Tech companies like Facebook and Twitter siphon up untold gigabytes of user data, which makes them obvious targets for governments and law enforcement agencies looking to gather evidence. This week in a bid for transparency, Facebook published its third ever Government Requests Report that sheds some light into the fractious and oftentimes delicate relationship between the social network and investigators.
Of note: Government requests for data and content restrictions are up considerably–24%–since the latter half of 2013. Governments around the world submitted 34,946 requests for data, each of which can include multiple accounts at a time. “As we’ve said before, we scrutinize every government request we receive for legal sufficiency under our terms and the strict letter of the law,” writes Chris Sonderby, Facebook deputy general counsel, “and push back hard when we find deficiencies or are served with overly broad requests.”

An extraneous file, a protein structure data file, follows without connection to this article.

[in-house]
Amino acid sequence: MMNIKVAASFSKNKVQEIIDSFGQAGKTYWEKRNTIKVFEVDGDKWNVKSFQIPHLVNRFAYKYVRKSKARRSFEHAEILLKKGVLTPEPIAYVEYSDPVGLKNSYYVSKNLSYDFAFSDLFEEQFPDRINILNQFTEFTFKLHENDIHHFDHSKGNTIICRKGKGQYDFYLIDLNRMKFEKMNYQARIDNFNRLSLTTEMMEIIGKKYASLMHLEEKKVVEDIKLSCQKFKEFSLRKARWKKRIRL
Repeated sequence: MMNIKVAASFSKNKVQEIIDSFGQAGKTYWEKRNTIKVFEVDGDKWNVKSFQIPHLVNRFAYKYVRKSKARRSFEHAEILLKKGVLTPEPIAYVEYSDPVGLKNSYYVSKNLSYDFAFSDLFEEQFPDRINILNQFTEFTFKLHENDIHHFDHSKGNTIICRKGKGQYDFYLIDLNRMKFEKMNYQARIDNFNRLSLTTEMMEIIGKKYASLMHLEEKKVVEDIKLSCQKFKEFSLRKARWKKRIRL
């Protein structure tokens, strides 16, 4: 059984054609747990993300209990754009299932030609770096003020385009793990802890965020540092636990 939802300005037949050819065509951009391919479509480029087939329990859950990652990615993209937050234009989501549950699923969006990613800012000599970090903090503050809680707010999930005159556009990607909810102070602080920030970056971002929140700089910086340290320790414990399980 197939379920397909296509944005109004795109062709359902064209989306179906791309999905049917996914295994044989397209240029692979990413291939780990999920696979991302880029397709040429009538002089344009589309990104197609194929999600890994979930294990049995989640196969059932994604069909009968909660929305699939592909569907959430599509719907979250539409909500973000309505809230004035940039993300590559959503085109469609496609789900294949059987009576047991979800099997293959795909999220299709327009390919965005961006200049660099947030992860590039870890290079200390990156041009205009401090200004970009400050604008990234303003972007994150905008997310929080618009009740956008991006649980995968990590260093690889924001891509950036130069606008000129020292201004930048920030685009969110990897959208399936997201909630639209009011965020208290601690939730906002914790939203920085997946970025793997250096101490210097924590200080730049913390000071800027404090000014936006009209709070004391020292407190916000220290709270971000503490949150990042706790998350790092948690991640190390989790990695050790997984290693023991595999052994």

Let’s take a closer look at the United States. From January 2014 to June 2014, for example, Facebook received 15,433 total requests from law enforcement for user data, such as private photos and location data via Facebook Places. Facebook, after scrutinizing every request, says it granted access to the authorities about 80% of the time.
Indeed, as more of our lives blur into digital, big data analytics and data mining are becoming the go-to tools that police will use to stay a step ahead. As we’ve reported before, Minority Report-style crime prediction may not be far off.CG